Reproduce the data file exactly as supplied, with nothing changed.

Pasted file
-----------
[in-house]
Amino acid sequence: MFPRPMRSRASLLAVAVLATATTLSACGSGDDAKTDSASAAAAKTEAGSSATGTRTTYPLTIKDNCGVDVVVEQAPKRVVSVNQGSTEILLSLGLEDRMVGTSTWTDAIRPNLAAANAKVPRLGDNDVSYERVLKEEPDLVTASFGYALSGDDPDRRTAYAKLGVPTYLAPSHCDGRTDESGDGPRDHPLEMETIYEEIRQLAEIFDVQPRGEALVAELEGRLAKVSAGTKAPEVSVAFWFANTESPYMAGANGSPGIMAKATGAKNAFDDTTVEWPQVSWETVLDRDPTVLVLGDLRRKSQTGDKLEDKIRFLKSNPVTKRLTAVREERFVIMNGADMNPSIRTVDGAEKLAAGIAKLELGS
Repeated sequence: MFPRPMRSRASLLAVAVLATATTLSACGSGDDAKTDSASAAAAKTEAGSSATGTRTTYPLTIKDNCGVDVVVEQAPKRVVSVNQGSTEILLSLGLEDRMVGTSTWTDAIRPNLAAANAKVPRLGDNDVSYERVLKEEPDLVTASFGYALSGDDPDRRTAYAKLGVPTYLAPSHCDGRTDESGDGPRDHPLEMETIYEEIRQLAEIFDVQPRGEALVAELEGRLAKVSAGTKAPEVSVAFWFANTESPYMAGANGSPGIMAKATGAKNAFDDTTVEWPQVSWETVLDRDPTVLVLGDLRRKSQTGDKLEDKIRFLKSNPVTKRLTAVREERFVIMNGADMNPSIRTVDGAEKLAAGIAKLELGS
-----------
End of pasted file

[in-house]
Amino acid sequence: MFPRPMRSRASLLAVAVLATATTLSACGSGDDAKTDSASAAAAKTEAGSSATGTRTTYPLTIKDNCGVDVVVEQAPKRVVSVNQGSTEILLSLGLEDRMVGTSTWTDAIRPNLAAANAKVPRLGDNDVSYERVLKEEPDLVTASFGYALSGDDPDRRTAYAKLGVPTYLAPSHCDGRTDESGDGPRDHPLEMETIYEEIRQLAEIFDVQPRGEALVAELEGRLAKVSAGTKAPEVSVAFWFANTESPYMAGANGSPGIMAKATGAKNAFDDTTVEWPQVSWETVLDRDPTVLVLGDLRRKSQTGDKLEDKIRFLKSNPVTKRLTAVREERFVIMNGADMNPSIRTVDGAEKLAAGIAKLELGS
Repeated sequence: MFPRPMRSRASLLAVAVLATATTLSACGSGDDAKTDSASAAAAKTEAGSSATGTRTTYPLTIKDNCGVDVVVEQAPKRVVSVNQGSTEILLSLGLEDRMVGTSTWTDAIRPNLAAANAKVPRLGDNDVSYERVLKEEPDLVTASFGYALSGDDPDRRTAYAKLGVPTYLAPSHCDGRTDESGDGPRDHPLEMETIYEEIRQLAEIFDVQPRGEALVAELEGRLAKVSAGTKAPEVSVAFWFANTESPYMAGANGSPGIMAKATGAKNAFDDTTVEWPQVSWETVLDRDPTVLVLGDLRRKSQTGDKLEDKIRFLKSNPVTKRLTAVREERFVIMNGADMNPSIRTVDGAEKLAAGIAKLELGS